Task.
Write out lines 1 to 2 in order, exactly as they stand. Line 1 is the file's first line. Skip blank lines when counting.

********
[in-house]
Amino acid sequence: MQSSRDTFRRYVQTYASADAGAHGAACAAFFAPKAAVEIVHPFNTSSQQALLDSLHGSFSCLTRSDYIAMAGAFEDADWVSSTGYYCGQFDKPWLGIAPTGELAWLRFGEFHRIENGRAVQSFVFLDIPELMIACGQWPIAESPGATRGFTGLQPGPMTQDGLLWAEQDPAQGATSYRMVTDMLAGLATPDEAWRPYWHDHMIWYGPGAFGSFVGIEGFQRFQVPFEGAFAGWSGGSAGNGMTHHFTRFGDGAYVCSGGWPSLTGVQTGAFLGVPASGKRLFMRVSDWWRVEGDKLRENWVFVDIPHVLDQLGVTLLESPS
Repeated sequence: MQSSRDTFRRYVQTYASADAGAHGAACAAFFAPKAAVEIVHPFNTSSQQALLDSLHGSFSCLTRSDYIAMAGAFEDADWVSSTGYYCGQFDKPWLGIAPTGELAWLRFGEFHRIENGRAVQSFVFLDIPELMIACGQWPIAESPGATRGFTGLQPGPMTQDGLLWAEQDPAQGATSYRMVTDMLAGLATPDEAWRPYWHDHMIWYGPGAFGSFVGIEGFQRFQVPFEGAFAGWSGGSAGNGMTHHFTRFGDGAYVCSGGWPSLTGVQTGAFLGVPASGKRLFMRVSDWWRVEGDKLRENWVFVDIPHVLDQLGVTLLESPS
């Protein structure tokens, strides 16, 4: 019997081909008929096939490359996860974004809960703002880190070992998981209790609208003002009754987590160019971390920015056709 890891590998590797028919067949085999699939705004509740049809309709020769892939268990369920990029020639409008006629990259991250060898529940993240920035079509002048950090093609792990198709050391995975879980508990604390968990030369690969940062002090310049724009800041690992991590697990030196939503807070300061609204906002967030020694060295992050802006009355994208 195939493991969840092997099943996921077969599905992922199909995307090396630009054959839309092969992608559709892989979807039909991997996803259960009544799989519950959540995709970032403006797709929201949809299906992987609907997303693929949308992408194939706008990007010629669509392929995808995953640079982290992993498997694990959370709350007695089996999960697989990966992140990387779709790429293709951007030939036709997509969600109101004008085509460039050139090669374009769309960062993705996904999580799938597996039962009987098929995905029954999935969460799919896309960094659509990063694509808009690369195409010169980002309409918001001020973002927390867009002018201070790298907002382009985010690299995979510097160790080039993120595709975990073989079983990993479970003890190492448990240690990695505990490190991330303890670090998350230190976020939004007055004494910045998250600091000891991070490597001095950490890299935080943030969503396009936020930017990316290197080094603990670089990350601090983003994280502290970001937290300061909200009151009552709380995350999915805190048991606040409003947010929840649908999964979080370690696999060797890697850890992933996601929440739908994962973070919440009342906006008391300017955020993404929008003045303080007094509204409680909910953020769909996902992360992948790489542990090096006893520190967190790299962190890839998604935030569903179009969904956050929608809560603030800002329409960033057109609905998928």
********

[in-house]
Amino acid sequence: MQSSRDTFRRYVQTYASADAGAHGAACAAFFAPKAAVEIVHPFNTSSQQALLDSLHGSFSCLTRSDYIAMAGAFEDADWVSSTGYYCGQFDKPWLGIAPTGELAWLRFGEFHRIENGRAVQSFVFLDIPELMIACGQWPIAESPGATRGFTGLQPGPMTQDGLLWAEQDPAQGATSYRMVTDMLAGLATPDEAWRPYWHDHMIWYGPGAFGSFVGIEGFQRFQVPFEGAFAGWSGGSAGNGMTHHFTRFGDGAYVCSGGWPSLTGVQTGAFLGVPASGKRLFMRVSDWWRVEGDKLRENWVFVDIPHVLDQLGVTLLESPS